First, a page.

Bowling Green’s loss turned out to be Glasgow’s gain, big style. The band’s Wikipedia entry describes their musical style as ‘alternative rock, garage rock, punk blues, indie rock,’ which I suppose just about covers it, although it was definitely more punk than blues, with a generous dollop of bands like the Ramones prominent in the bone structure. Lead singer Matthew Shultz had also clearly attended the Iggy Pop Finishing School of Performing Arts, and it wasn’t long before he attempted his first – but by no means last – crowd surf.
Ah yes, the crowd. ‘You guys are animals,’ Shultz informed them on making it back to the stage, before taking his top off and diving back in for more. And indeed they were. The Cage the Elephant set unleashed a growing frenzy in the stalls, and one could only lean over the balcony and watch, and marvel. There was lots of good natured (I think) slamming into one another amongst the young bucks, as well as a seemingly endless stream of stuff getting thrown: water, beer, other unspecified liquid substances, plastic (thankfully) containers, items of clothing. Shirts, socks, everything.
Most of this seemed to end up elsewhere in the crowd, rather than on stage, and the band played on as crowd members emulated Shultz, crawling over the heads of their fellow audience members, like drones ejected from the swarm, and looking for a way back into its warmth. Eventually these bold spirits would reach the front, where the security guys would pick them off and pass them along to the sides, where they would be released back into the hive mind.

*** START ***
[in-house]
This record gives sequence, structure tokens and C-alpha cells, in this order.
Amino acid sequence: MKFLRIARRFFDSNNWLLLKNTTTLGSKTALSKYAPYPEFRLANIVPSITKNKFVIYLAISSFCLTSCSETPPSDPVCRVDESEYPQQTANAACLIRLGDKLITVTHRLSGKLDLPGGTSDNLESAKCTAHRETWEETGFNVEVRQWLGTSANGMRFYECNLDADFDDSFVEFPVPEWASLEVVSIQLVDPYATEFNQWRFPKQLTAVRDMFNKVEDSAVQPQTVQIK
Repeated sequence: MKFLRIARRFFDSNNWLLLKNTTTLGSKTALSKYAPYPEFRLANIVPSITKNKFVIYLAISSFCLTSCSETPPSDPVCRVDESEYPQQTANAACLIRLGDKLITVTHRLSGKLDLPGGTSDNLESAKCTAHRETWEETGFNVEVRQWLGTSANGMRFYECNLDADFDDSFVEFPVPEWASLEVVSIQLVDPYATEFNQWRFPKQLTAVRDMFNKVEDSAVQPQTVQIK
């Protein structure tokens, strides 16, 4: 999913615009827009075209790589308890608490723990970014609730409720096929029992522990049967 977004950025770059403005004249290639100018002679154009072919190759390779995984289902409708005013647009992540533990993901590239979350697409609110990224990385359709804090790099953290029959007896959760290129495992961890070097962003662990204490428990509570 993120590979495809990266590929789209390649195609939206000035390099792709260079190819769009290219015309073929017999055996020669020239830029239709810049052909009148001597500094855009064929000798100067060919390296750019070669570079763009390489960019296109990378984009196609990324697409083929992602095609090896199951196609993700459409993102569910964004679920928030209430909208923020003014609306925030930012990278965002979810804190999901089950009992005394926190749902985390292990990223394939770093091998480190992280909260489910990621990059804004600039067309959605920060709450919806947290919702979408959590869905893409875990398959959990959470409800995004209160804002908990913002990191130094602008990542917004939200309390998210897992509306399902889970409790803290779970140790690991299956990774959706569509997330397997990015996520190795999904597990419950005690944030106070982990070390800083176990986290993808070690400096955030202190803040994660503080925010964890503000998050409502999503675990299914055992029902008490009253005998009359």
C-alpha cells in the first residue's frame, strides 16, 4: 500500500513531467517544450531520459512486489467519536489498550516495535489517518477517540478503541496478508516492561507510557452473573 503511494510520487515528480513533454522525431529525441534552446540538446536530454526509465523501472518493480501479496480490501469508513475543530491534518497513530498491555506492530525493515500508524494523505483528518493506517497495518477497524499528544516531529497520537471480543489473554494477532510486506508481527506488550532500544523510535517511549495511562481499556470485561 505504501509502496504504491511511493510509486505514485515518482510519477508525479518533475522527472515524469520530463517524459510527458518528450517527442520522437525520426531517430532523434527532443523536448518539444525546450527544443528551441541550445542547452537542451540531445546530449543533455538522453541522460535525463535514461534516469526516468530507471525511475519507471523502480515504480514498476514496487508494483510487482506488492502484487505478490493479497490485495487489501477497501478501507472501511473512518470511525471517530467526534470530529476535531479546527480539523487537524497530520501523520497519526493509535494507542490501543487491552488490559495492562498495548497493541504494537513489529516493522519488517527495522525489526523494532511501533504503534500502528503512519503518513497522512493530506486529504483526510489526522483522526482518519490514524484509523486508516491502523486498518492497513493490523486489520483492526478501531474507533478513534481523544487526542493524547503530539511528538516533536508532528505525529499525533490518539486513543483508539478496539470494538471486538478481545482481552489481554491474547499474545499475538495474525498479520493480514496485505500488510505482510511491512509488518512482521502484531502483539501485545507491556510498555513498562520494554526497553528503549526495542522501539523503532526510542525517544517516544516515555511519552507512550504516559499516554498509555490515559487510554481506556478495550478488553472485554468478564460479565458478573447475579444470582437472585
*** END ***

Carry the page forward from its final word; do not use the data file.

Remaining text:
As another review of the gig has noted, Cage the Elephant seemed to be in danger of stealing the show. They closed their set in a squall of feedback, Shultz lying on his back on stage, facing away from the audience, stripped to the waist and glistening like a sweaty reincarnation of Jim Morrison himself. All he needed was the half-empty bottle of Jack Daniels, but who knows, maybe only pussies drink JD in Bowling Green, Kentucky.
So Foals had a bit of work to do to reclaim their audience. They started slowly, with Prelude, before building through Hummer, Olympic Airways, and My Number. By this time the stalls were a seething, boiling mass of activity, and when frontman Yannis Philippakis disappeared into the crowd before rising, slowly, like a tiny bearded rock god, still playing his guitar, you could have sworn the fans bearing him aloft had fused into one adoring organism, made solely of flesh, beer, and plaid cotton.